The Sharp management’s first big failure was to invest too much into the LCD factory in Sakai, Osaka Prefecture. That led to ballooning losses. “After the success of an LCD plant in Kameyama, Mie Prefecture, Sharp invested 380 billion yen in the Sakai plant, which is four times bigger than the Kameyama plant. They had already enough production capacity but decided to build the Sakai plant,” Nakata says.
“The company’s president at the time assumed the plant would be cost competitive because the LCD prices were not falling at that time, but soon, LCD prices started to fall,” says Professor Yasuhiro Goto of Asia University, an expert on the Chinese economy and industry.
“Foxconn certainly demonstrated that they know how to produce products efficiently on a major scale. They also have proven that they are very good at adapting to new needs and setting up factories to work on new products.” –Benjamin Cavender
According to Goto, Foxconn was able to cut costs and expand Sharp’s display sales network for the joint venture Sakai Display.
Cavender questions whether the two sides can manage to work effectively together in a company-wide setting. “Hearing about the differences between how Japanese factories operate and how Taiwanese operate their factories — they are very different cultures, so whatever they do, there will be big changes. Some people will be happy with it, and other people will struggle. It is definitely not easy,” Cavender says.
Cavender notes that Foxconn is seeking an edge in “next-generation” display technologies. Those include Sharp’s OLED (organic light-emitting diode) technology, even though in commercializing it Sharp trails far behind Samsung, which accounts for more than 95% of global production. Foxconn and Sharp announced after their deal was set that they plan to spend 200 billion yen on development of an OLED screen. But Gou has emphasized his interest in Sharp’s IGZO, or iridium gallium zinc oxide, technology, which enables it to make high definition displays that consume less energy. The Apple iPad uses IGZO technology.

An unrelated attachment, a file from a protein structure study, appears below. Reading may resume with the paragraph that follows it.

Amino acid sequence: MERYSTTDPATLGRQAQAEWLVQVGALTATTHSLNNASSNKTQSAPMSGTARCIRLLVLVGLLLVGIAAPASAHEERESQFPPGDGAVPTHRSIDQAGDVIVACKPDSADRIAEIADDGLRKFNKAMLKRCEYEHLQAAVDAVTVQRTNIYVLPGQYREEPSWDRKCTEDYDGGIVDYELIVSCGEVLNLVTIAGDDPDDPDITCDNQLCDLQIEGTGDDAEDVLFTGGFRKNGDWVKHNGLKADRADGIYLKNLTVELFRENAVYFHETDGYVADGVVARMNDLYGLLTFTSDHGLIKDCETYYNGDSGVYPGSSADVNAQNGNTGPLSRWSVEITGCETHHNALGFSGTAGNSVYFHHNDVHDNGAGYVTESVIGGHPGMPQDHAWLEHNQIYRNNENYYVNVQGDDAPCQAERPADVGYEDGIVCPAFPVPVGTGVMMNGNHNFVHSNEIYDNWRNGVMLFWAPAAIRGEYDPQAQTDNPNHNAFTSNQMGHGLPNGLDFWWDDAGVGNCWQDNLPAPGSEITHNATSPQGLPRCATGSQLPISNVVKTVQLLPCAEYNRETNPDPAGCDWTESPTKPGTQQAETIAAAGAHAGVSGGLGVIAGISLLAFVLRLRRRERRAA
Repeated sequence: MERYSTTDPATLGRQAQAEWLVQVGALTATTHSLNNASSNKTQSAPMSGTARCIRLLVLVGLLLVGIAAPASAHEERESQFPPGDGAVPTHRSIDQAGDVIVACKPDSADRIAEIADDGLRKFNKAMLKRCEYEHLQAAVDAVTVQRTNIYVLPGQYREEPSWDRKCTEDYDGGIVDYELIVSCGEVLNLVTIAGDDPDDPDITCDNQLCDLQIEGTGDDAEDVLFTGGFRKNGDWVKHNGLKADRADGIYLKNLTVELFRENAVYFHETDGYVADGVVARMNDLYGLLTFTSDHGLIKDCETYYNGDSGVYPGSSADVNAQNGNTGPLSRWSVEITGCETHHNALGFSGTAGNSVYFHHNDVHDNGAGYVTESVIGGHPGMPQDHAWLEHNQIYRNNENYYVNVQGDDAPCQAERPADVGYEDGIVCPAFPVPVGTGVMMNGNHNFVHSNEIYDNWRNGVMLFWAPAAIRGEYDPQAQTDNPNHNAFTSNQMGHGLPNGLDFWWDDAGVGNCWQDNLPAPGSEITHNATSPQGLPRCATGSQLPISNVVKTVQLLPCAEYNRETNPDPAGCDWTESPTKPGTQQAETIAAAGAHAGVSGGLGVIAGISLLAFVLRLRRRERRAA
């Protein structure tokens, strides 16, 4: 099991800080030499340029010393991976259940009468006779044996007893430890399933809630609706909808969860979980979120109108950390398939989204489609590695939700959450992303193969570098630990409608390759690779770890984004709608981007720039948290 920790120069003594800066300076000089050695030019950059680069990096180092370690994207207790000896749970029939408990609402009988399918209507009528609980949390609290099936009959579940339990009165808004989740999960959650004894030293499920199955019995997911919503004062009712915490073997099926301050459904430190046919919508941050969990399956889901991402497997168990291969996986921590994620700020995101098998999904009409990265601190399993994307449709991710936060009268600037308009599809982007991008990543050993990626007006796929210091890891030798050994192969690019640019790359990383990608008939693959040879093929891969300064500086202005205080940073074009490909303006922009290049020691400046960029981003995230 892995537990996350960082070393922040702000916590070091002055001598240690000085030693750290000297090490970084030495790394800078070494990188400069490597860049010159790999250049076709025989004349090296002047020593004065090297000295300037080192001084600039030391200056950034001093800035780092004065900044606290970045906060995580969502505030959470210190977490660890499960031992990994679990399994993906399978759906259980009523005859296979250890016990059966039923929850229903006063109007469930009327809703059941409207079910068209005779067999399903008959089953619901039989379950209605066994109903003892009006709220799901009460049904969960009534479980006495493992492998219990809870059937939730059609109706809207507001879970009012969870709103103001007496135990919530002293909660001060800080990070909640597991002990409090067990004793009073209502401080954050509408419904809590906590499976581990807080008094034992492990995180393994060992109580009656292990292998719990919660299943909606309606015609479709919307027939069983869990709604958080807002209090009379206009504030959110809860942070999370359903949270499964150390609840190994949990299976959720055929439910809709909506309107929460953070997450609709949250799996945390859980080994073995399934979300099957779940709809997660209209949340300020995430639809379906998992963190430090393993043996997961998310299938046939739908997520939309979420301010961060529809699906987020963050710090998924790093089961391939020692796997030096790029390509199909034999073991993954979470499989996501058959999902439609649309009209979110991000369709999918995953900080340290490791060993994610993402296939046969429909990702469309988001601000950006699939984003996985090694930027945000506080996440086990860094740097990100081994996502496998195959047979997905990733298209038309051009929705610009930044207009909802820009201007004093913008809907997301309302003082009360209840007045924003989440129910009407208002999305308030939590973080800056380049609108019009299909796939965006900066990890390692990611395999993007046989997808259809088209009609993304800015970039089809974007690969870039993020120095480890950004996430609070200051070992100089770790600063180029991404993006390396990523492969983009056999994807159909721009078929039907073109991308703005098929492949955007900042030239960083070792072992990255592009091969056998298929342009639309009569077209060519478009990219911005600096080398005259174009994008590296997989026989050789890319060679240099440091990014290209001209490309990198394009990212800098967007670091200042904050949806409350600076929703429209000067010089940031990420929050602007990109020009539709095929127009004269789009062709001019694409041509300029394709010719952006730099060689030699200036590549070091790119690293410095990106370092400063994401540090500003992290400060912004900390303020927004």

“If I were an engineer, I would chose IGZO,” Gou was quoted as saying in a report by Reuters. “IGZO is very important for Foxconn, as Mr. Gou said at the press conference,” Nakata says. “Gou thinks IGZO is more valuable than OLED, and he will put more efforts into IGZO.”
Goto, of Asia University, thinks Gou is interested in much more than just Sharp’s display technology. “Sharp also has smart phone technology and other technologies and many engineers,” he says. Goto expects Foxconn to streamline Sharp’s consumer electronics businesses into only profitable or advanced technology areas, ending production of low-tech items like conventional washing machines, refrigerators and vacuum cleaners while continuing product lines like robot vacuum cleaners and beauty and health care products. “Foxconn would like to continue those profit-making businesses under the Sharp brand,” Goto says.
Chinese and Taiwanese manufacturers will likely continue M&As of Japanese companies that make personal computers and other electronics as they climb the value chain ladder. The trend is not limited to electronics, since targets are likely to include many other Japanese companies in need of financial help, such as chemicals and materials makers, Goto adds.
Most recently, merger talks between the PC businesses of Toshiba, Fujitsu and Vaio Corp. hit a snag. Instead of three weak Japanese companies merging, they could tie up with a Taiwanese maker such as ACER or ASUS — like Sharp did with Foxconn. “This would give them more potential to become a global player,” says Osanai.